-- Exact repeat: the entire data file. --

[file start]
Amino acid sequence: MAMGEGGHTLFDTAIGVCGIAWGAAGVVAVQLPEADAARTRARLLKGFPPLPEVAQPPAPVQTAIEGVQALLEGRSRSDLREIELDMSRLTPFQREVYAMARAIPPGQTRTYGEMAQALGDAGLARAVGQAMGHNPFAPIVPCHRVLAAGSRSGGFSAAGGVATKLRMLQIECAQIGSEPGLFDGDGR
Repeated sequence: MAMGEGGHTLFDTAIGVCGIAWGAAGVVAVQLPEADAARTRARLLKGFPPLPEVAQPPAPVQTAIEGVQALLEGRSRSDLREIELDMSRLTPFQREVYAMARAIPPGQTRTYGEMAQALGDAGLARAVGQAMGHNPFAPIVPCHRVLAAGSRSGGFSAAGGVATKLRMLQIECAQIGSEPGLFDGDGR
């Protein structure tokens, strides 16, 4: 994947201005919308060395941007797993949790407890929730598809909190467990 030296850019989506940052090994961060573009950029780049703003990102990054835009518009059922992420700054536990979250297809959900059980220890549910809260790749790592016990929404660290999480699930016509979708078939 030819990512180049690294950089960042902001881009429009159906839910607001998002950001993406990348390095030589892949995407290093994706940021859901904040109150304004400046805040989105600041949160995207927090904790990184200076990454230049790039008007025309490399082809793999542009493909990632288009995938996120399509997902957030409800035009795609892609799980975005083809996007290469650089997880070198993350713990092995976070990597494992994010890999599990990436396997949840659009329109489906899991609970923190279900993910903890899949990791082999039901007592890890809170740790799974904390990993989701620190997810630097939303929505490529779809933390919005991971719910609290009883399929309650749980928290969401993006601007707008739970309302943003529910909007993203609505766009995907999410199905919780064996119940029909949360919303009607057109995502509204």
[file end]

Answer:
Amino acid sequence: MAMGEGGHTLFDTAIGVCGIAWGAAGVVAVQLPEADAARTRARLLKGFPPLPEVAQPPAPVQTAIEGVQALLEGRSRSDLREIELDMSRLTPFQREVYAMARAIPPGQTRTYGEMAQALGDAGLARAVGQAMGHNPFAPIVPCHRVLAAGSRSGGFSAAGGVATKLRMLQIECAQIGSEPGLFDGDGR
Repeated sequence: MAMGEGGHTLFDTAIGVCGIAWGAAGVVAVQLPEADAARTRARLLKGFPPLPEVAQPPAPVQTAIEGVQALLEGRSRSDLREIELDMSRLTPFQREVYAMARAIPPGQTRTYGEMAQALGDAGLARAVGQAMGHNPFAPIVPCHRVLAAGSRSGGFSAAGGVATKLRMLQIECAQIGSEPGLFDGDGR
């Protein structure tokens, strides 16, 4: 994947201005919308060395941007797993949790407890929730598809909190467990 030296850019989506940052090994961060573009950029780049703003990102990054835009518009059922992420700054536990979250297809959900059980220890549910809260790749790592016990929404660290999480699930016509979708078939 030819990512180049690294950089960042902001881009429009159906839910607001998002950001993406990348390095030589892949995407290093994706940021859901904040109150304004400046805040989105600041949160995207927090904790990184200076990454230049790039008007025309490399082809793999542009493909990632288009995938996120399509997902957030409800035009795609892609799980975005083809996007290469650089997880070198993350713990092995976070990597494992994010890999599990990436396997949840659009329109489906899991609970923190279900993910903890899949990791082999039901007592890890809170740790799974904390990993989701620190997810630097939303929505490529779809933390919005991971719910609290009883399929309650749980928290969401993006601007707008739970309302943003529910909007993203609505766009995907999410199905919780064996119940029909949360919303009607057109995502509204």